Paired Comparisons

We can extend the method of looking for dominance to help focus conversations on situations where there are trade-offs that need to be considered. For example, let’s look now at Alternative 2 versus Alternative 3.

We’re using the same colour scheme as in the discussion of dominance, that is, where:

  • Blue = a reference against which something an alternative will be compared
  • Green = rows where an Alternative performs better than reference
  • Orange = rows where an Alternative performs worse than reference
  • White = rows where an Alternative performs the same as the reference

Here we can see from the colours Alternative 3 performs the same as Alternative 2 (the reference alternative) on 4 objectives (white). So let’s hide those.

Now we can more clearly see the trade-offs:

  • Alternative 3 is expected to increase the abundance of caribou in the short term by 40 (~20%) animals, and by 55 (20%) animals over the long term. It will also provide 17 more animals for sustainable harvest and would eliminate 60 fewer jobs.
  • On the flip side, it will reduce self-sufficiency by one point on a constructed scale (how significant is that?), and costs $1.5 million more than Alternative 2 to taxpayers).

This is challenging trade-off to consider, but if the constructed scale has been well-developed, people will have the basis for a good conversation about it.

There is no objective way to say which of these is “better” than the other, since the answer depends on the subjective values of whoever you might ask. However, it is a fair question and it is possible that process participants can all agree that one of them is better than another. Even if they can’t, it’s nevertheless also a productive question, because it opens the door to understanding the balance between the different objectives and to the thoughtful creation of hybrids – for example, is there a slightly different way (a new alternative) of reducing the cost whilst not losing too much on the population benefits?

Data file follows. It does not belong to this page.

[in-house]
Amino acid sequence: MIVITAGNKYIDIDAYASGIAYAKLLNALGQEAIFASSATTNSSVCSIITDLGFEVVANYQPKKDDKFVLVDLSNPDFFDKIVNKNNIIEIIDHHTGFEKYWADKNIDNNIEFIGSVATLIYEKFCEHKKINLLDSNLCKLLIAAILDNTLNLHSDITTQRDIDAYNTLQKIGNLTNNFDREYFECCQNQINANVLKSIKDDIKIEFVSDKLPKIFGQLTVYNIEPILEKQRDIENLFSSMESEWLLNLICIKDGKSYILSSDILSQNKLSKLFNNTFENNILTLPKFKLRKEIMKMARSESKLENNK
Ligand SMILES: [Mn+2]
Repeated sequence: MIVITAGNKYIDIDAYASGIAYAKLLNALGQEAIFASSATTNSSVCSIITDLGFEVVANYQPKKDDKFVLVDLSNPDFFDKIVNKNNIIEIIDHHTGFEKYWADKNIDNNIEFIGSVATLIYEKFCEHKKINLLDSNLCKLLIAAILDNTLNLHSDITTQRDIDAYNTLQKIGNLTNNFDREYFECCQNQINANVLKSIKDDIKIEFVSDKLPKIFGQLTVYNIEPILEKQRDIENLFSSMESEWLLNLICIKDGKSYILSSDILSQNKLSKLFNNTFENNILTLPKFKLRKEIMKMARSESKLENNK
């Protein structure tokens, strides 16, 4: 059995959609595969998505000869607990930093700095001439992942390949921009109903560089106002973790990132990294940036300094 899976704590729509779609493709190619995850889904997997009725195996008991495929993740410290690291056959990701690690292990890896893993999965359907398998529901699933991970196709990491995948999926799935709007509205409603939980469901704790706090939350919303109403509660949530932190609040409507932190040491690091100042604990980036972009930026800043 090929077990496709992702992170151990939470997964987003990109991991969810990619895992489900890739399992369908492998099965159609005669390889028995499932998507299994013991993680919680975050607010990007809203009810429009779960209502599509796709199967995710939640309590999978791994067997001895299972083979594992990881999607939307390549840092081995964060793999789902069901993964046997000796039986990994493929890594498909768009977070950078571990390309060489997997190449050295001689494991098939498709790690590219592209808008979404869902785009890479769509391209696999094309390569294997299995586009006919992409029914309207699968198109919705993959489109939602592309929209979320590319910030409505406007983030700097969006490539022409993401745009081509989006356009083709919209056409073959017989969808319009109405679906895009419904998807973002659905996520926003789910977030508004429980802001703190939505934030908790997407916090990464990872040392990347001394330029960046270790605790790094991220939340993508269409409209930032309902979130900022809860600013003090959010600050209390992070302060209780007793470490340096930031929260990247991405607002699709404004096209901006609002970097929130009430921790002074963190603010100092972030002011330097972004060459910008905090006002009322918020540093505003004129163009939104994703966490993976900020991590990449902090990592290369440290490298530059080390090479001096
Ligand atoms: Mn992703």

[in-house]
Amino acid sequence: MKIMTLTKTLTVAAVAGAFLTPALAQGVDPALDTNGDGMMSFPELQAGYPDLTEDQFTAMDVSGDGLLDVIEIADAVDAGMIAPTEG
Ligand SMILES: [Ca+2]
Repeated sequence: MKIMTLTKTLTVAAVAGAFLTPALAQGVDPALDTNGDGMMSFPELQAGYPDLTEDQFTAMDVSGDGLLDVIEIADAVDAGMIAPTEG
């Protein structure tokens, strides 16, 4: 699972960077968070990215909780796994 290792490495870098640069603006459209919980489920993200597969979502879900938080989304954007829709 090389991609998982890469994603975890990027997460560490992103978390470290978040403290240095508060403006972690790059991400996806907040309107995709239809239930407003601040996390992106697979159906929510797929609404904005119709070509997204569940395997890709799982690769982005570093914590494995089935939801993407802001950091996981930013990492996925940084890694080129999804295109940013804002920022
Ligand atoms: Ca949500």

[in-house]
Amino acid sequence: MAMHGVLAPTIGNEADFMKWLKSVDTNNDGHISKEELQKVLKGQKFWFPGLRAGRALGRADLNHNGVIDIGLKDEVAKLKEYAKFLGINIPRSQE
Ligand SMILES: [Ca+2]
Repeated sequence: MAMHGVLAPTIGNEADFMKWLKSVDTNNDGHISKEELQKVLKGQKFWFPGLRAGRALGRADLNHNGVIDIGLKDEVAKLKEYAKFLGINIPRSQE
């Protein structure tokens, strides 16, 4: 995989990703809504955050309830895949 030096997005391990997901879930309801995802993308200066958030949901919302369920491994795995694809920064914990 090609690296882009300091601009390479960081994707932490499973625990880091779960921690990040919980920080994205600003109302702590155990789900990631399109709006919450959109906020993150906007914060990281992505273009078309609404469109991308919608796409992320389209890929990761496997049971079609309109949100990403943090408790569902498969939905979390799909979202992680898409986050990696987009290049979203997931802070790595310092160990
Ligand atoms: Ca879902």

By iteratively comparing various alternatives against each other in this way, people can have deep and meaningful conversations about what’s important to them, share their reasons and learn from the reasoning and perspectives of others, and ultimately identify or create alternatives that they might agree on.

This colour-coding can be set up in Excel.